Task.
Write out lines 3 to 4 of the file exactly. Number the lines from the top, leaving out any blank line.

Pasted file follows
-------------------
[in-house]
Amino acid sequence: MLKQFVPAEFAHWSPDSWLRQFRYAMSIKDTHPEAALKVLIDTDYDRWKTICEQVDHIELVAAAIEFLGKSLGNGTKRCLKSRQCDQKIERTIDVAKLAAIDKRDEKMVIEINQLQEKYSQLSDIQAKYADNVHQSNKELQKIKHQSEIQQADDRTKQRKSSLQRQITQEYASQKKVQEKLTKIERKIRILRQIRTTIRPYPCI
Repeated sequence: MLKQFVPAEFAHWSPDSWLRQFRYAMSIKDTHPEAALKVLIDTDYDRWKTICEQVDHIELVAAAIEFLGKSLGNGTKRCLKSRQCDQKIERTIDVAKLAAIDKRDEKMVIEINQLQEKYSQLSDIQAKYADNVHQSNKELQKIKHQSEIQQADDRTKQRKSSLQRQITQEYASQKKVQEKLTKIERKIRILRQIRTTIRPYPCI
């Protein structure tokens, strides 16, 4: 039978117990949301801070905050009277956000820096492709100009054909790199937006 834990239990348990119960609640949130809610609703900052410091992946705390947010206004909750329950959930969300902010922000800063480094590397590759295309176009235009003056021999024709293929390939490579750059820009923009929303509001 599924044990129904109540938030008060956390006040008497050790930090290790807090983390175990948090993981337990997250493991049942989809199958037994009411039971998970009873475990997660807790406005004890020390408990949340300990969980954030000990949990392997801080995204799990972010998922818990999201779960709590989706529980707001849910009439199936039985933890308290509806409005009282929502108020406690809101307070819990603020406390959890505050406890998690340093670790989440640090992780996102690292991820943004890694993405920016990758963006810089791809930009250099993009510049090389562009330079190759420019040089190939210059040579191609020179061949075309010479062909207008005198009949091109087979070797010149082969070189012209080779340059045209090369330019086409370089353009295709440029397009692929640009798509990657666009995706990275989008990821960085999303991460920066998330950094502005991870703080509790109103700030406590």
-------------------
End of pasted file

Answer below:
Repeated sequence: MLKQFVPAEFAHWSPDSWLRQFRYAMSIKDTHPEAALKVLIDTDYDRWKTICEQVDHIELVAAAIEFLGKSLGNGTKRCLKSRQCDQKIERTIDVAKLAAIDKRDEKMVIEINQLQEKYSQLSDIQAKYADNVHQSNKELQKIKHQSEIQQADDRTKQRKSSLQRQITQEYASQKKVQEKLTKIERKIRILRQIRTTIRPYPCI
């Protein structure tokens, strides 16, 4: 039978117990949301801070905050009277956000820096492709100009054909790199937006 834990239990348990119960609640949130809610609703900052410091992946705390947010206004909750329950959930969300902010922000800063480094590397590759295309176009235009003056021999024709293929390939490579750059820009923009929303509001 599924044990129904109540938030008060956390006040008497050790930090290790807090983390175990948090993981337990997250493991049942989809199958037994009411039971998970009873475990997660807790406005004890020390408990949340300990969980954030000990949990392997801080995204799990972010998922818990999201779960709590989706529980707001849910009439199936039985933890308290509806409005009282929502108020406690809101307070819990603020406390959890505050406890998690340093670790989440640090992780996102690292991820943004890694993405920016990758963006810089791809930009250099993009510049090389562009330079190759420019040089190939210059040579191609020179061949075309010479062909207008005198009949091109087979070797010149082969070189012209080779340059045209090369330019086409370089353009295709440029397009692929640009798509990657666009995706990275989008990821960085999303991460920066998330950094502005991870703080509790109103700030406590």